The Power of the Dog
Dog lovers experience the sweet sway these wonderful, loyal, faithful, comforting, adoring pets hold over them. However, there is the occasional bad tempered cur! Imbedded in memories of my youth is a dog which eagerly and regularly lay in wait to aggressively terrorize and bite my friends and me as we bicycled by its yard on the only way to the small country store in our town. We dreaded that little stretch of street until my father confronted the owner. Then the intimidation stopped!
Humiliation, intimidation, manipulation are destructive powers portrayed in Hollywood’s recently Oscar nominated movie “The Power of the Dog.” The title references Psalm 22:20 where King David was feeling vulnerable to the power of his enemy and cried out to God: “Deliver my soul from the sword, my precious life from the power of the dog!”
In Hollywood’s psychological drama, the protagonist is a classically educated, pathetic, damaged, hardened, Montana cowboy who takes advantage of others’ weaknesses and emotionally abuses them. He bullies, manipulates, diminishes, and destroys them. In the end, he is ironically done in by someone who detected his moral weaknesses and insidiously and brutally destroyed him.
We are all vulnerable. We are insecure, feel inadequate or unacceptable, and have moral flaws. Paradoxically, weaknesses and imperfections leave us open to abuse or to be abusers. When our insecurities, inadequacies, and vulnerabilities are discovered, we may become victims of abuse, but when we deny our own perceived or real failures or cover them up with a cloak of superiority, we easily become critics and judges and diminish others. Although the movie’s cowboy protagonist’s behaviors may seem raw and exaggerated, his faults are common and very recognizable in daily human arrogance. Malicious gossip, unkind attitudes and behaviors, bullying or abuse of any kind, unforgiveness, unhealthy competitiveness, ignoring or disrespecting, over speaking, misusing of authority by overpowering and oppressing and controlling, demeaning words and social media put downs, or demanding our own way are all manipulative behaviors that demoralize others whether done unconsciously or aggressively and purposefully. The prophet Jeremiah made a very perceptive observation: “The heart is deceitful above all things, and desperately sick; who can understand it? (Jeremiah 17:9)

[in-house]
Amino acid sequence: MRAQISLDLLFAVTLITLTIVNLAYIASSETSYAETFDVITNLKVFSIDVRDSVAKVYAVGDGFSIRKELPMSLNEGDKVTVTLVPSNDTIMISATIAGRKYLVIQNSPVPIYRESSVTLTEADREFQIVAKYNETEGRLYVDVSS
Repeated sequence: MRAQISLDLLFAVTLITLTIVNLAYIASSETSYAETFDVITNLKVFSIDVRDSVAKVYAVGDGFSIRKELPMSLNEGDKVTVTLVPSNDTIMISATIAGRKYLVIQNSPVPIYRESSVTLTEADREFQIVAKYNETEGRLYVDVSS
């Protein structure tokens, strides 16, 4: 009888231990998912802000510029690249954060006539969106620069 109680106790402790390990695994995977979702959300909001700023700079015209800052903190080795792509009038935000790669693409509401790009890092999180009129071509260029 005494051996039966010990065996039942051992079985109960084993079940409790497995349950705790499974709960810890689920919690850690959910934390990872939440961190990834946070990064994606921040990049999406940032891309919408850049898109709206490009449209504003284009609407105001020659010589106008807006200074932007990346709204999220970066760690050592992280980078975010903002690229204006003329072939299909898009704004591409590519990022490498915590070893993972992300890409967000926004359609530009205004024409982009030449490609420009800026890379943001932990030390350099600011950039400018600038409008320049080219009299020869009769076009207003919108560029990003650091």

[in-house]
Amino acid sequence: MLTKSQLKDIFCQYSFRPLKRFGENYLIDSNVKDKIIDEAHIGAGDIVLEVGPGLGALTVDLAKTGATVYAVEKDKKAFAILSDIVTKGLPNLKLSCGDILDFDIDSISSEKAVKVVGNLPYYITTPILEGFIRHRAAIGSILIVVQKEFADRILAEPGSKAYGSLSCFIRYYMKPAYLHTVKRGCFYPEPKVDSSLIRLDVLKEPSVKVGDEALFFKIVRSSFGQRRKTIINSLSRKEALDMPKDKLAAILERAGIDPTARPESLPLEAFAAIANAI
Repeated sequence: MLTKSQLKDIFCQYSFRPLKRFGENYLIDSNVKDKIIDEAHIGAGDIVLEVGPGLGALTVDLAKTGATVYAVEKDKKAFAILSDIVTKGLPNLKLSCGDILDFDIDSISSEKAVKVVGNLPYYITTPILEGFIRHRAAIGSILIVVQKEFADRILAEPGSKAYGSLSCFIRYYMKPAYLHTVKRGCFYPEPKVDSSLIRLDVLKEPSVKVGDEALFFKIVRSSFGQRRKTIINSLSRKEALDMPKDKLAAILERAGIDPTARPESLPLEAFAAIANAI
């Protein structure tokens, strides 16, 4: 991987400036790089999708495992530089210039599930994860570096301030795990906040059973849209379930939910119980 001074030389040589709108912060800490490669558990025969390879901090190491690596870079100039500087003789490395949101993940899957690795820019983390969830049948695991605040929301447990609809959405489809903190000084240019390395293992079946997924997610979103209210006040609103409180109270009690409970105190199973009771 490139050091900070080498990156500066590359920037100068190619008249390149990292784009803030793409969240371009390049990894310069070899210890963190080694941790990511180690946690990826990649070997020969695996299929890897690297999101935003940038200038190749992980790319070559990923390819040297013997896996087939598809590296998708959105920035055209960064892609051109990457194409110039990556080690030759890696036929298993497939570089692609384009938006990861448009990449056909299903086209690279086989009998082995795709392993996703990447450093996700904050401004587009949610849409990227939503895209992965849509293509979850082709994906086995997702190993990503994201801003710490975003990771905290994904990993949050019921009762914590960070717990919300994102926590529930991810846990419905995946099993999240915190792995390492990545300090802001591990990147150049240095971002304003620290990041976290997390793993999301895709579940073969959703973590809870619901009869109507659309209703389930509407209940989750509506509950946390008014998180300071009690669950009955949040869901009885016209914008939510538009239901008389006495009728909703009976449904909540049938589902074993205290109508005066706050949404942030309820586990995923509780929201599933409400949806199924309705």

However, there is a power greater than that of the “cur” which is kenneled within us. That power is Love! “Love is patient and kind; love does not envy or boast; it is not arrogant or rude. It does not insist on its own way; it is not irritable or resentful; it does not rejoice at wrongdoing, but rejoices with the truth. Love bears all things, believes all things, hopes all things, endures all things.” (1 Corinthians 13:4-7) That kind of love is supernatural!
Scripture tells us, and Christ has shown us, that “God is love” and that the Gospel is the story of His love. Although the Good News frankly addresses the negativity of humanity and its fallen, sinful nature, it doesn’t excoriate us but is sympathetic to our redemptive need and offers spiritual newness for broken spirits. It doesn’t condemn but encourages us to look at who we are and to get the help we need. “For God did not send his Son into the world to condemn the world, but in order that the world might be saved through him.”(John 3:17)
The Gospel is all about confident expectations. “The Gospel is the power of God for salvation to everyone who believes.”(Romans 1:16) It offers forgiveness and hope and freedom by releasing one from the guilt and shame and destructiveness of our imperfect natures. “God sent his own Son in a body like the bodies we sinners have. And in that body God declared an end to sin’s control over us by giving his Son as a sacrifice for our sins.” (Romans 8:1-3 (NLT2)
“Sin’s control” is spiritual death. Faith in what Christ did for humanity on the cross is life giving by ending “sin’s control over us.” God’s forgiveness is redeeming, healing, transformative, restorative and filled with the confidence of eternal life. Redemptive love has the power to raise one up to a new life of progressive strength, peace and hope where condemnation, shame, demoralizing guilt are taken away. By grace, it changes that inner, corrupted mean power of the “dog” which attacks those peddling close by.
We are reminded of Jesus, of how humbly he lived and of what he said: “And as you wish that others would do to you, do so to them.” (Luke 6:31)